Today's christmas festivities were celebrated in the form of a bit of hacktastic skullduggery, in the form of an overdue get together of Bournemouth's finest coders, hosted by our friends at RedWeb.

I decided, given the festive season, to take some time to get acquainted with SpriteKit and build out the game idea that I had been conceptualising with my little 3 year old son Rudi.

The game, a Disney Cars inspired shoot em up, where Rudi, the games main protagonist, gets to fire his warchest of cars toys at the oncoming Tyger (Rudi's one year old brother). The premise of the game, to provide a virtualised outlet for Rudi to satisfy his insatiable urge to throw things, whilst teaching him the appropriateness of his actions in real world and virtual settings.

I set the game scene up quickly, based on a fairly generic xcode SpriteKit game template and the very entry level tutorial from Ray Wenderlich.

The main customisations I made, aside from the graphical components, were features driven by requests from my son.

1. "Daddy, can I throw different Cars?" 

The initial game setup just had a single projectile type, the obvious Lightning McQueen. So one of the first orders of business, was to create a full armoury of projectiles, of our favourite Cars characters.  First request was for Professor Z, and not content for long, I added 9 different options.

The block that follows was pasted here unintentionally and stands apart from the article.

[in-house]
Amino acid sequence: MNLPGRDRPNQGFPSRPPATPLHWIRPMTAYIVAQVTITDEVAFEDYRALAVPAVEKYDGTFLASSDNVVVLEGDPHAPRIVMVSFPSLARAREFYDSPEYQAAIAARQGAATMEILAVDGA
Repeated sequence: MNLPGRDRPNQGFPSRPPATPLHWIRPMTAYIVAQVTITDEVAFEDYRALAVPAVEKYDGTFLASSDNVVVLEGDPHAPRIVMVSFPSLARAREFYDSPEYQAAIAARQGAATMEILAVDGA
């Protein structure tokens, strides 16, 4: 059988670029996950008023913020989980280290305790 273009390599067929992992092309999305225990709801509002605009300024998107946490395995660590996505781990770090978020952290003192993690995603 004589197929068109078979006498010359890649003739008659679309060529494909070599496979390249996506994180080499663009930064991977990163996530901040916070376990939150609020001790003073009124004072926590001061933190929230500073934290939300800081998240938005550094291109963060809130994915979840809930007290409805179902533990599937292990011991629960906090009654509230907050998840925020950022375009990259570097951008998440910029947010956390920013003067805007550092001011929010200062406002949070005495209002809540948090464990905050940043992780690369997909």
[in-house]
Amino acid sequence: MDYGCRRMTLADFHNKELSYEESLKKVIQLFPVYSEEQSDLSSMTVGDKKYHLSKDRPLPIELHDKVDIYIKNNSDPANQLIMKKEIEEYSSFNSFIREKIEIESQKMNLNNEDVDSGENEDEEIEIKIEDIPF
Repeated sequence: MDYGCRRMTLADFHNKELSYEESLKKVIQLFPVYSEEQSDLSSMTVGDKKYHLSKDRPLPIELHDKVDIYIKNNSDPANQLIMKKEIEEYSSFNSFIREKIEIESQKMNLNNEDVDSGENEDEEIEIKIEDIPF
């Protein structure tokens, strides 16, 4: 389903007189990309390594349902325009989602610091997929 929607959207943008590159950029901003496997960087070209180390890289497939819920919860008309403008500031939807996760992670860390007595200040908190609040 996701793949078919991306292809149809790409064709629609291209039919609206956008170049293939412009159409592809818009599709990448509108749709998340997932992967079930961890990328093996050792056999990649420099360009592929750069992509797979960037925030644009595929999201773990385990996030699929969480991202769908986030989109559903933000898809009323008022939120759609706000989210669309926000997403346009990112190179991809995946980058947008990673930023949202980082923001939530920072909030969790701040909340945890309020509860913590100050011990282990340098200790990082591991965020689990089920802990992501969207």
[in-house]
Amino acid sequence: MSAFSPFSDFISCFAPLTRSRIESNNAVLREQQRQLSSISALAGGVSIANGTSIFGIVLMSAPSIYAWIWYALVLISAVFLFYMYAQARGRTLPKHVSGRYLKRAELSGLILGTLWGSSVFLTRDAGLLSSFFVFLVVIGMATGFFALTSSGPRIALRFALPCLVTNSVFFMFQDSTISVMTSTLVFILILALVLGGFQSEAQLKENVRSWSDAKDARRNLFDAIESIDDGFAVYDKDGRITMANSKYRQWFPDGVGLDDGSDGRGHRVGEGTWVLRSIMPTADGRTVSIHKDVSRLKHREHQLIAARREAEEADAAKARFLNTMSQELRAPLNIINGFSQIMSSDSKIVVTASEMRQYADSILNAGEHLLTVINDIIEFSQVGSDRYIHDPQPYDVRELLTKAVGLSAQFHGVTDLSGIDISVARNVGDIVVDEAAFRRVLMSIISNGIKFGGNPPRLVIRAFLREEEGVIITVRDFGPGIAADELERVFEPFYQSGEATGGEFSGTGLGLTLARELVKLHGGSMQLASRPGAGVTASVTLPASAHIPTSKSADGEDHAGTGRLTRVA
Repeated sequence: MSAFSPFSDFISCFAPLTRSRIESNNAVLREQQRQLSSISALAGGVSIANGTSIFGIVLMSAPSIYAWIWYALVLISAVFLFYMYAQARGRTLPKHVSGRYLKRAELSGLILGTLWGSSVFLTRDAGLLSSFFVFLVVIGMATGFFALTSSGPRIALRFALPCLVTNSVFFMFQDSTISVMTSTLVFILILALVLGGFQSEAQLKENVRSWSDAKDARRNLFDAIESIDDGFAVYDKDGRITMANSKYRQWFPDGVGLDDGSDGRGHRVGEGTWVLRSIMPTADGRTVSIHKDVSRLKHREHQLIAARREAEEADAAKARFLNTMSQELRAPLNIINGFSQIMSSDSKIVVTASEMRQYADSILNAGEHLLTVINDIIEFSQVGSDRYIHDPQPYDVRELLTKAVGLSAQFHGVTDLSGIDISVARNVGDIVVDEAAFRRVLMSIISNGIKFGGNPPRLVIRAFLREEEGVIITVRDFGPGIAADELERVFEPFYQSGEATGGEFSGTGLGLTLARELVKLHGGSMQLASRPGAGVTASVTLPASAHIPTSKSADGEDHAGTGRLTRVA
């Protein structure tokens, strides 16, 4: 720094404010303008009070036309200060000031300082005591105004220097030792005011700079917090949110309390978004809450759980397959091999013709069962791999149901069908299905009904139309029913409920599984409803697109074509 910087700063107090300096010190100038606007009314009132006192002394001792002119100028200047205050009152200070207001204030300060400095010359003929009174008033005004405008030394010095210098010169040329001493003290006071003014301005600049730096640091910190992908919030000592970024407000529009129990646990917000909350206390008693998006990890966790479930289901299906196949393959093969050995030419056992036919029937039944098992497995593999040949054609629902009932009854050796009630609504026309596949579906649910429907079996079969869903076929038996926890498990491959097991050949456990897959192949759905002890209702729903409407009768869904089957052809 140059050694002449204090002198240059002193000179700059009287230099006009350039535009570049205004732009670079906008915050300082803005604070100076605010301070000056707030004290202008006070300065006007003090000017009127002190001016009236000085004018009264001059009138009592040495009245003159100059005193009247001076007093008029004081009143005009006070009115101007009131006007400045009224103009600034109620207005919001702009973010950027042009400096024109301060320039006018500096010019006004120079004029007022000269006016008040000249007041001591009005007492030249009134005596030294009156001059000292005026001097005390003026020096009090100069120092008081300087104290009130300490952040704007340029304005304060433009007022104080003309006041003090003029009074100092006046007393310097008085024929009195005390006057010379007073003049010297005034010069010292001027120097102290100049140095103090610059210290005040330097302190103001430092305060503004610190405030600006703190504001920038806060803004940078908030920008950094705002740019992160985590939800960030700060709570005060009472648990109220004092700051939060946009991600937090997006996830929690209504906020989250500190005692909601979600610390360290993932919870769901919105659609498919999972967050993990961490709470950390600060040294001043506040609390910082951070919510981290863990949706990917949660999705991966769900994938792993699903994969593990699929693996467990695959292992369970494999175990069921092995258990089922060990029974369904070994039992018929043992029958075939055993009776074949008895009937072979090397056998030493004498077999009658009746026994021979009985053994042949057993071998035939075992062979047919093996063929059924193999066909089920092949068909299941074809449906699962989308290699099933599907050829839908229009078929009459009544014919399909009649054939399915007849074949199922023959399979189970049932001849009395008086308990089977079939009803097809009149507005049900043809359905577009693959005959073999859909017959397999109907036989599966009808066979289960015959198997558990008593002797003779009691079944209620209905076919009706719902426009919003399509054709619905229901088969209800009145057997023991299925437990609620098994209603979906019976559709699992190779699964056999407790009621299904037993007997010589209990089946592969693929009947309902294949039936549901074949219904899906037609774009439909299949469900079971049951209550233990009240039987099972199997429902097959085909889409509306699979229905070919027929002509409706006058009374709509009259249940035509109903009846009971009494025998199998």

I setup a UIVIew container, and placed the UIButton outlets inside it. I created a UIButton *menuButton which would have a background image that reflected the currently selected image. When the menuButton is pressed the weapon drawer will toggle open and closed.

2. Unlocking Weapons

It would be all too boring to just put all the projectile types in the tray from the start. Instead, I setup a simple game mechanic that involved unlocking the projectile types when a certain number of hits had been achieved. Whenever 

projectile:(SKSpriteNode *)projectile didCollideWithMonster:(SKSpriteNode *)monster

is called, the int pointsCounter is incremented and the score label text updated. We also save the score to the NSUserDefaults.

- (void)projectile:(SKSpriteNode *)projectile didCollideWithMonster:(SKSpriteNode *)monster {

NSLog(@"Hit");
[projectile removeFromParent];
[monster removeFromParent];
counter++;
if (updateLabel == NO) {
updateLabel = YES;
}
[self updateUserDefaults];
[self loadProjectiles];
}

3. "Daddy, can I move myself?"

I enabled Core Motion, to access the accelerometer to enable using the tilt of the device to move the Rudi character up and down, whilst firing at the on coming baddies.

I found this tutorial to be quite helpful here:

What next?

There's still much to do before the game will be accepted by its harshest critic. Some of the next things will be:

  • Fix some bugs with current physicsBody affecting the Player node.
  • Use SKParticleEmitter to create collision explosions, projectile trails, and smoke.
  • Create levels
  • Give projectiles different properties and behaviours.
  • Parallax for background scene to provide some depth

Thanks to the internet for providing the images and other such assets.